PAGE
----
• Environmental influences – You might have noticed that some Iggies, especially lighter colored ones, have reddish stains underneath their eyes or around the mouth. This may be caused by saliva or tear fluid.
  • Change with age – Lastly, they turn grey (or white) as they get older. Some start turning grey around their first birthday and others don’t have one single grey hair even when they are 7. Of course you will notice grey hair more in a black or blue dog than in a cream one.
Mother and daughter (7 months vs 6 years old)

Here is another example of a cute senior Iggy who has turned quite grey already.

Senior Iggy, © @kip.and.his.tongue

Don’t Choose an Italian Greyhound Based on the Color Only – They are So Much More!

To finish this blog post we just want to stress that you should never choose a puppy because of the color alone. While we do understand that the color is usually the first thing you notice and you probably already have a specific color in mind when looking for a pup, there are so many more things to take into consideration.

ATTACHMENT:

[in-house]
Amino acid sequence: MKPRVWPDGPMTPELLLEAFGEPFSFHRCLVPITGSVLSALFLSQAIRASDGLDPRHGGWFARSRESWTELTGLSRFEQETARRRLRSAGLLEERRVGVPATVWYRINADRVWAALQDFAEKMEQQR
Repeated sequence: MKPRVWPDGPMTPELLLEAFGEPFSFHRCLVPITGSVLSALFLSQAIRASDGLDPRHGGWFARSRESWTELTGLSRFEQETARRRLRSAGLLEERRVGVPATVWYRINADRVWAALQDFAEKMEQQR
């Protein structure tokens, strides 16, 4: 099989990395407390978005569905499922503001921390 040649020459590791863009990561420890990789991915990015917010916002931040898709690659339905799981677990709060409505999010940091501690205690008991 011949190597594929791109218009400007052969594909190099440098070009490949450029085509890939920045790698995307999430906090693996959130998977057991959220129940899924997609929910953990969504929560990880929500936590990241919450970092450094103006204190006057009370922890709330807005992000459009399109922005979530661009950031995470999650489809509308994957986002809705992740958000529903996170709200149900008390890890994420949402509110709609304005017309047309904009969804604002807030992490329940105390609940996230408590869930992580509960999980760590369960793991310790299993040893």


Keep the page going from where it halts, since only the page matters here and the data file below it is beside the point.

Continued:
Just because you think a dog is pretty or cute doesn’t mean it’s a good match for your lifestyle. 

Besides, there really is nothing that can go wrong with any color. Italian Greyhounds are amazing, no matter if they are black, grey, red or purple.

Conclusion on Italian Greyhound Colors – All Iggies are Beautiful!

There are so many different shades and it’s impossible to cover them all. But hopefully this blog post gave you a good overview of what Iggies can look like.

A huge thank you goes out to all our Iggy friends on Instagram who let us use their beautiful photos. Without them this would have not been possible. 

We’ve placed the link to their Instagram accounts underneath the photos so you can go check them out. And leave a few likes while you are there!